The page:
PM Narendra Modi has described the problem with the job situation in the country as “lack of job data” rather than “lack of jobs”. It may appear to be another instance of presenting issues in his typical ‘simplistic’ style. Although his reference may appear to be an off-the-cuff response during the course of interview with Swarajya magazine, it is not so; it is part of a well-thought-out approach that the government has been trying to put forth. Remember the pakoda controversy? There is complete consistency in the two approaches.
Pakodanomics was not just a midnight thought. Before coming to power, Modi had promised to create one crore new jobs every year if his party was voted to power. But the target turned out to be a line drawn in water. According to official data, in 2016-’17, only 4.1 lakh jobs were created, which is not even 5% of what he promised. In four years of the Modi government, the unemployment rate registered an increase as the economy got caught in the tailspin of the demonetisation and GST hiccups. There has been a clear shift in the pattern of employment from permanent jobs to casual and contractual jobs. The temporary nature of work, obviously, had an adverse effect on the level of wages, stability of employment and social security.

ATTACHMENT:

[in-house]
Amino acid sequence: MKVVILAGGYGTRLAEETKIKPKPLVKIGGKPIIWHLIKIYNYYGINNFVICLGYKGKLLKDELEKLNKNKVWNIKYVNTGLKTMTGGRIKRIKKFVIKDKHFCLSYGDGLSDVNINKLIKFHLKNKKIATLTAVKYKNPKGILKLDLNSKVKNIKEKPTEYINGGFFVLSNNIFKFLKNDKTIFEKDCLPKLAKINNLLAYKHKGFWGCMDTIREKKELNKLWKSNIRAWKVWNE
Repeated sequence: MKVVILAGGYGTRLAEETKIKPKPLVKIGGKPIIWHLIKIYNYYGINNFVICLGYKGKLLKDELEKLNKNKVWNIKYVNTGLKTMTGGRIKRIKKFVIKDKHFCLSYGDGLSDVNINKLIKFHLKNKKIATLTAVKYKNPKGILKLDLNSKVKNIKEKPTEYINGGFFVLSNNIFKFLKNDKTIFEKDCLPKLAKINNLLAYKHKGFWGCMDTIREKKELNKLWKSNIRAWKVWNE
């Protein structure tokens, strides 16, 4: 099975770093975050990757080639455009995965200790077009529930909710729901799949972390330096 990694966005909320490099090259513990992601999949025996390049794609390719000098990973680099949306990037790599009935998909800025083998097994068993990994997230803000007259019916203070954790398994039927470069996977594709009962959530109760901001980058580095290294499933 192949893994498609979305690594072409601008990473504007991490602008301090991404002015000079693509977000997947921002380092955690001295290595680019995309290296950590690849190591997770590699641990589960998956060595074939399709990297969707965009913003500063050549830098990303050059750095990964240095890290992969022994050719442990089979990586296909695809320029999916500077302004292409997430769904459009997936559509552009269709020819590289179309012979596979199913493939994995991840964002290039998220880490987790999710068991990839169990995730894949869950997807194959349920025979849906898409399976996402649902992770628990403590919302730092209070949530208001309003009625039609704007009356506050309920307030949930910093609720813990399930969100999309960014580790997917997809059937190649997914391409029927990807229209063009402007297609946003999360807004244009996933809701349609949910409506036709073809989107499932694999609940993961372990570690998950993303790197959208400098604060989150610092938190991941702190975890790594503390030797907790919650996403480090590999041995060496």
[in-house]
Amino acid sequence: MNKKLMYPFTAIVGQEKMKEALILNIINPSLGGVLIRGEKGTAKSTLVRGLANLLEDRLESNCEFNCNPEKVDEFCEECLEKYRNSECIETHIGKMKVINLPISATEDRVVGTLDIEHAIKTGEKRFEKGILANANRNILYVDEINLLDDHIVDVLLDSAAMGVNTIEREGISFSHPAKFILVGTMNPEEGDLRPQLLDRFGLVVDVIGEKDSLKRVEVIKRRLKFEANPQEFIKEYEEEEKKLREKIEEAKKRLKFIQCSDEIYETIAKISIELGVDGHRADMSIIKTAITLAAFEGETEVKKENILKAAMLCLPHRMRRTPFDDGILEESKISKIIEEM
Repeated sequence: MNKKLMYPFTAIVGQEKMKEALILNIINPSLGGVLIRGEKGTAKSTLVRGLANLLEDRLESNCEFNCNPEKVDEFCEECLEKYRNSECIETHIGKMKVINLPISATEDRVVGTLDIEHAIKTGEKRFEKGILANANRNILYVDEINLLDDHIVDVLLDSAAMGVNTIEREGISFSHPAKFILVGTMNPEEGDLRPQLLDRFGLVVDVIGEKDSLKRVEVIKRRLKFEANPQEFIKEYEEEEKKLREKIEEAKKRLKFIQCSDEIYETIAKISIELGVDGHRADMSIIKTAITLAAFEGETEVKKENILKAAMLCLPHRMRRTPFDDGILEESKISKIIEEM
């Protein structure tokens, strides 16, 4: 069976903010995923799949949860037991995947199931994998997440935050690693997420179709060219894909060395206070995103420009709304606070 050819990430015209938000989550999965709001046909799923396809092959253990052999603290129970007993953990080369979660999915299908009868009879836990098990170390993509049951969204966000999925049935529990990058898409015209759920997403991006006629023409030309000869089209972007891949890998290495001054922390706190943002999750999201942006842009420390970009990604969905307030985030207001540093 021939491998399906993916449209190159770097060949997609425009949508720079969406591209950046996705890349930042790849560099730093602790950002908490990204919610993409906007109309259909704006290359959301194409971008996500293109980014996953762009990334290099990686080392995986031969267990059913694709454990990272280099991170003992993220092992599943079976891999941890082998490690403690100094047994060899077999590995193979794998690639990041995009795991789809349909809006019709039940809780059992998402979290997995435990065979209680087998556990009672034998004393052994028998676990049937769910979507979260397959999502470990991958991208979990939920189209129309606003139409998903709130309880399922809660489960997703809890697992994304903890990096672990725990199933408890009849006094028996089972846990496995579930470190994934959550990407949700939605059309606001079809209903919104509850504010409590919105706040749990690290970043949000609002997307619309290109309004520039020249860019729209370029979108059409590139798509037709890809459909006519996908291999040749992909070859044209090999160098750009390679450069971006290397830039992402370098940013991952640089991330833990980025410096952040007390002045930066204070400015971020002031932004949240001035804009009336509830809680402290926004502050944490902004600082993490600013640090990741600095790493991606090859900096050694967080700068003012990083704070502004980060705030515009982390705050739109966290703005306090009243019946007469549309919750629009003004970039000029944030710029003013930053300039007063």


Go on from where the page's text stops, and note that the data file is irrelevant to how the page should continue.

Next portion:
The government claims it has provided assistance to 7.2 crore youths under self-employment schemes. If what these people do with that money can be categorised as employment, suddenly, the job creation numbers would appear respectable and it would suggest that the government has performed even better than it promised. That is the catch in the pakoda argument.
It was in this context that Modi suggested that people selling pakodas and earning Rs200 a day must also be counted as gainfully employed. The observation created a storm, with former Union finance minister P Chidambaram butting in with his caustic remark that, by the same logic, begging could also be considered employment. Modi’s comment, which many considered outrageous, led to a storm of protest.
Conclusions of a recent global Gallup poll, however, came as big embarrassment to the government as it nailed Modi’s claim. The survey, too, spoke about the shortcomings of official job data, but it was not in the angle that corresponded to Modi’s line. Citing the fallacy in the official records on unemployment, the survey report pointed out how “people selling trinkets on the streets in India” are considered having jobs. “Although their work hardly meets their needs, they still have what global agencies define as work. They are officially self-employed, which means they are not unemployed,” wrote Jon Clifton, managing partner of Gallup in a briefing on the global survey. His views are not at all helping Modi and his cause.